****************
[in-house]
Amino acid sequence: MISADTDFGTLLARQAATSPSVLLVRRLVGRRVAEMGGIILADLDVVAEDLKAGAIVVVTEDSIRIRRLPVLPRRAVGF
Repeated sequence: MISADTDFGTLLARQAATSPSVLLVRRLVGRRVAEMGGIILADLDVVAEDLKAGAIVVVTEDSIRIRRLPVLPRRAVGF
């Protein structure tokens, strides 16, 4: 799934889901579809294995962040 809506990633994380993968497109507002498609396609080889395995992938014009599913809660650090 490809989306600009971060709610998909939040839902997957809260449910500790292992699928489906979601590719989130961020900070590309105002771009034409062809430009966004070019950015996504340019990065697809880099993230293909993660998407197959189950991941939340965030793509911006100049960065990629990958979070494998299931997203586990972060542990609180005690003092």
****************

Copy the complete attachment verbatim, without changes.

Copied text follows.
[in-house]
Amino acid sequence: MISADTDFGTLLARQAATSPSVLLVRRLVGRRVAEMGGIILADLDVVAEDLKAGAIVVVTEDSIRIRRLPVLPRRAVGF
Repeated sequence: MISADTDFGTLLARQAATSPSVLLVRRLVGRRVAEMGGIILADLDVVAEDLKAGAIVVVTEDSIRIRRLPVLPRRAVGF
């Protein structure tokens, strides 16, 4: 799934889901579809294995962040 809506990633994380993968497109507002498609396609080889395995992938014009599913809660650090 490809989306600009971060709610998909939040839902997957809260449910500790292992699928489906979601590719989130961020900070590309105002771009034409062809430009966004070019950015996504340019990065697809880099993230293909993660998407197959189950991941939340965030793509911006100049960065990629990958979070494998299931997203586990972060542990609180005690003092």